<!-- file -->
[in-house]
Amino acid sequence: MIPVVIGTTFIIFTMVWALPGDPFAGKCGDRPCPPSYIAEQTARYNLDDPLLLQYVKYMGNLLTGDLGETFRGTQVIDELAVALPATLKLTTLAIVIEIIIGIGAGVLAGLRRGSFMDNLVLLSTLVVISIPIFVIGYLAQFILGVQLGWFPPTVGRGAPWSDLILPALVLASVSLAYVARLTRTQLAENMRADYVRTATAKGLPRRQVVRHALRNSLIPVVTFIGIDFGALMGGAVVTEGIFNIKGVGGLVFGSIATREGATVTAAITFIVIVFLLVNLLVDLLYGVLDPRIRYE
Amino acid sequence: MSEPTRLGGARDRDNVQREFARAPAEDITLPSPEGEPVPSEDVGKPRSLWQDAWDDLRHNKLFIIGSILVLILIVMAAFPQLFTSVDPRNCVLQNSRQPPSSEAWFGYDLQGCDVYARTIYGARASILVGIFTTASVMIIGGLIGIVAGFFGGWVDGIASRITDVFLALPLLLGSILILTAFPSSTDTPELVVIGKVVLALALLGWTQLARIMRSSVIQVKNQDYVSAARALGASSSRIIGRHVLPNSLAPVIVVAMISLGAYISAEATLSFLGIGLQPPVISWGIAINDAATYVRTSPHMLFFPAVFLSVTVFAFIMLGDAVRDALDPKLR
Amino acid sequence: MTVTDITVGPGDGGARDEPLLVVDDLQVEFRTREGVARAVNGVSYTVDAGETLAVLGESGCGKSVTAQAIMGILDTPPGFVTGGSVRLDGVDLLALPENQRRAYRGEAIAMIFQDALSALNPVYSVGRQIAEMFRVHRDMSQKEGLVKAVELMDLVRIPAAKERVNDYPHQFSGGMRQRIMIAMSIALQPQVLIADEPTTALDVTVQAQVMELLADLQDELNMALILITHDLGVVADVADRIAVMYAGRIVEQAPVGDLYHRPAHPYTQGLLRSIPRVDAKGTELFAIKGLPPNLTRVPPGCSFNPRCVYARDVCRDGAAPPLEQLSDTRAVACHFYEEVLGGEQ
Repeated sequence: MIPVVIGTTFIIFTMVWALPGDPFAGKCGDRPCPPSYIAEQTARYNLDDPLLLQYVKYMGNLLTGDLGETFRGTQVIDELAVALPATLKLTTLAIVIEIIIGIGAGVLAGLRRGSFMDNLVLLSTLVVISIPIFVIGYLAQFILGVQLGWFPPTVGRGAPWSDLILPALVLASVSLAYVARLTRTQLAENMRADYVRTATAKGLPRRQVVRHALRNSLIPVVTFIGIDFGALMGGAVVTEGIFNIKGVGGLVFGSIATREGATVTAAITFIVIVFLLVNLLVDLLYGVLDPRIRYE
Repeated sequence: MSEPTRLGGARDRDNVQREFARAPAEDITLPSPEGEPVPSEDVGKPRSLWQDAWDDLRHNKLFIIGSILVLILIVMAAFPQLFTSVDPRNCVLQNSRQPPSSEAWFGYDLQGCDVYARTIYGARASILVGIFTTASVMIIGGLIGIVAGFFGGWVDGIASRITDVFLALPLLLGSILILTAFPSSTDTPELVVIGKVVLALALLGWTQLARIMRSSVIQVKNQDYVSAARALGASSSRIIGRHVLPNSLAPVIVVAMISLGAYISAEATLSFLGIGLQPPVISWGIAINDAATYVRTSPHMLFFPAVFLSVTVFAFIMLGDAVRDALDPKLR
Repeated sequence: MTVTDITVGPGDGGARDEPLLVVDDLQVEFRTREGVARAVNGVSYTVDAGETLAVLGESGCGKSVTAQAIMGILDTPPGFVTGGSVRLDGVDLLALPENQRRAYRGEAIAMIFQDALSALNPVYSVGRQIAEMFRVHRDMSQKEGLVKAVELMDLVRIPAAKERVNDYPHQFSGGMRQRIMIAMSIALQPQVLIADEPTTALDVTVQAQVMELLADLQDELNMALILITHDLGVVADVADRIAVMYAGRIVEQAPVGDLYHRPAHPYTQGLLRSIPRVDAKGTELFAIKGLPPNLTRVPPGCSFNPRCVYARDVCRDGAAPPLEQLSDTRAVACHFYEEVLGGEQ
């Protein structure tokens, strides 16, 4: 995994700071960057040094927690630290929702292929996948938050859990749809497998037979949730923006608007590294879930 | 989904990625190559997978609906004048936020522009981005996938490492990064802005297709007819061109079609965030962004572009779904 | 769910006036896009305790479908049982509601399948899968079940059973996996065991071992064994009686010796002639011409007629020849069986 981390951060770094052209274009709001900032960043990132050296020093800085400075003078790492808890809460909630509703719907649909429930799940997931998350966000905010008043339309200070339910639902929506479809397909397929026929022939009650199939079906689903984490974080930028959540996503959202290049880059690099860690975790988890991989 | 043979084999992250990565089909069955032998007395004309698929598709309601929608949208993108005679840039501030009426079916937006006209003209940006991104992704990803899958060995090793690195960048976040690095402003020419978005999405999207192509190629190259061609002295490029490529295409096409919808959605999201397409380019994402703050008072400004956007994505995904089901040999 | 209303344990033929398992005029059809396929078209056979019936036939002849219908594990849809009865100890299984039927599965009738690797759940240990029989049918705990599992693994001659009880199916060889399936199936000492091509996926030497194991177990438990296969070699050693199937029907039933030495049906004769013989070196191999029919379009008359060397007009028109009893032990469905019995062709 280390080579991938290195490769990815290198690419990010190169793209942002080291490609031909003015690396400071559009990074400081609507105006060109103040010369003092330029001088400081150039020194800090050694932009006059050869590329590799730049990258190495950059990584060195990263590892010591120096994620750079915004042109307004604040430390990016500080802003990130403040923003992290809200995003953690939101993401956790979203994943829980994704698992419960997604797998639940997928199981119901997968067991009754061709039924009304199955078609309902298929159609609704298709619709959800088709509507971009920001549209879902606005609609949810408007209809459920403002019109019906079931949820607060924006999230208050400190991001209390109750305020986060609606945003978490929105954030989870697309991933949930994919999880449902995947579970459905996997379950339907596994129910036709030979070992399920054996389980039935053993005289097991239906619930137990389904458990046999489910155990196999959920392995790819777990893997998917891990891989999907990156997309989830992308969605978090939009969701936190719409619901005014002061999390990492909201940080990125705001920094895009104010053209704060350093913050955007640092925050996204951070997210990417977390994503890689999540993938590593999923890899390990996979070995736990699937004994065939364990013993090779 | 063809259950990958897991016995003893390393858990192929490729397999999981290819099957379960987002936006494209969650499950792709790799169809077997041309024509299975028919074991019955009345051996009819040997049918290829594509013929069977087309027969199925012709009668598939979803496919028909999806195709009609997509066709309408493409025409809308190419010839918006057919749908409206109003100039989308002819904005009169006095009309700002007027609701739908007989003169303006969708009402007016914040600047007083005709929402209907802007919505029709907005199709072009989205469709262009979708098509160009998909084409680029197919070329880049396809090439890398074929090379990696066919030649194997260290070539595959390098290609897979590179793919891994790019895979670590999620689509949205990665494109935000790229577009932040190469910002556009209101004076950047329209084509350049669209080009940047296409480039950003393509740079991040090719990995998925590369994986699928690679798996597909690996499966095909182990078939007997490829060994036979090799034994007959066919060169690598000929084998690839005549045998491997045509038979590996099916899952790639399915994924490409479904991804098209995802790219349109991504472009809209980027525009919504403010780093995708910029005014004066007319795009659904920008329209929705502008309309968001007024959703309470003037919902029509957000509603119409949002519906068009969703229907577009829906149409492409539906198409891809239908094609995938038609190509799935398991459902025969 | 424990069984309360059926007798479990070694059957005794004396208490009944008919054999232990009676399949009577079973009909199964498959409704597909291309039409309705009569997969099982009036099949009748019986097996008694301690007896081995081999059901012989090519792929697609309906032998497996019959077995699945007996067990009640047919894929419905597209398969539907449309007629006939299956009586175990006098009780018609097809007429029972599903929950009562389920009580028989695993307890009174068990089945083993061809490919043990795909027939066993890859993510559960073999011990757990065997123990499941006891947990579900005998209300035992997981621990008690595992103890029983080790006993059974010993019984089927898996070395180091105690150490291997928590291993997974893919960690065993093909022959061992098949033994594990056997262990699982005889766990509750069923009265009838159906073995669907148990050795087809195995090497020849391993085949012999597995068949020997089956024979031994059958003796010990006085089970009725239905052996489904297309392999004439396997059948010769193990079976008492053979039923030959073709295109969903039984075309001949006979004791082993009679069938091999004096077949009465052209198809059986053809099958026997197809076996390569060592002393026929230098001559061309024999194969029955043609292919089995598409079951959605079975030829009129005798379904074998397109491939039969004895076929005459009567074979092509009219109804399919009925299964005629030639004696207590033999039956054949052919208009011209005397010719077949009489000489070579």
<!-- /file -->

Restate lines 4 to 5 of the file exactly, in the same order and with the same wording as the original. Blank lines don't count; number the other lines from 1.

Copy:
Amino acid sequence: MTVTDITVGPGDGGARDEPLLVVDDLQVEFRTREGVARAVNGVSYTVDAGETLAVLGESGCGKSVTAQAIMGILDTPPGFVTGGSVRLDGVDLLALPENQRRAYRGEAIAMIFQDALSALNPVYSVGRQIAEMFRVHRDMSQKEGLVKAVELMDLVRIPAAKERVNDYPHQFSGGMRQRIMIAMSIALQPQVLIADEPTTALDVTVQAQVMELLADLQDELNMALILITHDLGVVADVADRIAVMYAGRIVEQAPVGDLYHRPAHPYTQGLLRSIPRVDAKGTELFAIKGLPPNLTRVPPGCSFNPRCVYARDVCRDGAAPPLEQLSDTRAVACHFYEEVLGGEQ
Repeated sequence: MIPVVIGTTFIIFTMVWALPGDPFAGKCGDRPCPPSYIAEQTARYNLDDPLLLQYVKYMGNLLTGDLGETFRGTQVIDELAVALPATLKLTTLAIVIEIIIGIGAGVLAGLRRGSFMDNLVLLSTLVVISIPIFVIGYLAQFILGVQLGWFPPTVGRGAPWSDLILPALVLASVSLAYVARLTRTQLAENMRADYVRTATAKGLPRRQVVRHALRNSLIPVVTFIGIDFGALMGGAVVTEGIFNIKGVGGLVFGSIATREGATVTAAITFIVIVFLLVNLLVDLLYGVLDPRIRYE